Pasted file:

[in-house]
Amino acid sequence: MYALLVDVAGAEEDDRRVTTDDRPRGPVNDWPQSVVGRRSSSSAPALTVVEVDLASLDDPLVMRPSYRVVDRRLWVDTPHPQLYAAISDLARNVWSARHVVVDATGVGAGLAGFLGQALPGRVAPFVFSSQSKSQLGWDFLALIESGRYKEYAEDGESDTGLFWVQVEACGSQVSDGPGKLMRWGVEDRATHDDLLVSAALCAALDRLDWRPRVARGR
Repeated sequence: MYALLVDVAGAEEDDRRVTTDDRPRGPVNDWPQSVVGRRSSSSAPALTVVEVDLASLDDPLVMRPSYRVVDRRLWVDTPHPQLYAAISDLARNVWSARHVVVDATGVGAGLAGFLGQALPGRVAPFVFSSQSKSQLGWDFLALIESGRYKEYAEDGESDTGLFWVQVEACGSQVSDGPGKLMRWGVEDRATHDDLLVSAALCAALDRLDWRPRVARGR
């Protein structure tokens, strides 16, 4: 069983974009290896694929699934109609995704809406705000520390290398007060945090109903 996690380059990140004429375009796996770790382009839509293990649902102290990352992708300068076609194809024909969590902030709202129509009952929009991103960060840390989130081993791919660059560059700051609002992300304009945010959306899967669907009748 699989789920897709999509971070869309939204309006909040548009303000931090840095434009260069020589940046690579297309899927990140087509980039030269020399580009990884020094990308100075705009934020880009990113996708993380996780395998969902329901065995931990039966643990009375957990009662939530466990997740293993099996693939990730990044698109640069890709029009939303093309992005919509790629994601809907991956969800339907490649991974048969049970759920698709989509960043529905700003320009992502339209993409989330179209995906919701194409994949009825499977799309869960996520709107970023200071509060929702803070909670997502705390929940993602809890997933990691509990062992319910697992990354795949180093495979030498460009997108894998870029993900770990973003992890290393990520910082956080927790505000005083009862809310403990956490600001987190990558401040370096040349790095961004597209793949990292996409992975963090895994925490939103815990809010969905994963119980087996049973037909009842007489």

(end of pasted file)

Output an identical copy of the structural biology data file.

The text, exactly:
[in-house]
Amino acid sequence: MYALLVDVAGAEEDDRRVTTDDRPRGPVNDWPQSVVGRRSSSSAPALTVVEVDLASLDDPLVMRPSYRVVDRRLWVDTPHPQLYAAISDLARNVWSARHVVVDATGVGAGLAGFLGQALPGRVAPFVFSSQSKSQLGWDFLALIESGRYKEYAEDGESDTGLFWVQVEACGSQVSDGPGKLMRWGVEDRATHDDLLVSAALCAALDRLDWRPRVARGR
Repeated sequence: MYALLVDVAGAEEDDRRVTTDDRPRGPVNDWPQSVVGRRSSSSAPALTVVEVDLASLDDPLVMRPSYRVVDRRLWVDTPHPQLYAAISDLARNVWSARHVVVDATGVGAGLAGFLGQALPGRVAPFVFSSQSKSQLGWDFLALIESGRYKEYAEDGESDTGLFWVQVEACGSQVSDGPGKLMRWGVEDRATHDDLLVSAALCAALDRLDWRPRVARGR
């Protein structure tokens, strides 16, 4: 069983974009290896694929699934109609995704809406705000520390290398007060945090109903 996690380059990140004429375009796996770790382009839509293990649902102290990352992708300068076609194809024909969590902030709202129509009952929009991103960060840390989130081993791919660059560059700051609002992300304009945010959306899967669907009748 699989789920897709999509971070869309939204309006909040548009303000931090840095434009260069020589940046690579297309899927990140087509980039030269020399580009990884020094990308100075705009934020880009990113996708993380996780395998969902329901065995931990039966643990009375957990009662939530466990997740293993099996693939990730990044698109640069890709029009939303093309992005919509790629994601809907991956969800339907490649991974048969049970759920698709989509960043529905700003320009992502339209993409989330179209995906919701194409994949009825499977799309869960996520709107970023200071509060929702803070909670997502705390929940993602809890997933990691509990062992319910697992990354795949180093495979030498460009997108894998870029993900770990973003992890290393990520910082956080927790505000005083009862809310403990956490600001987190990558401040370096040349790095961004597209793949990292996409992975963090895994925490939103815990809010969905994963119980087996049973037909009842007489």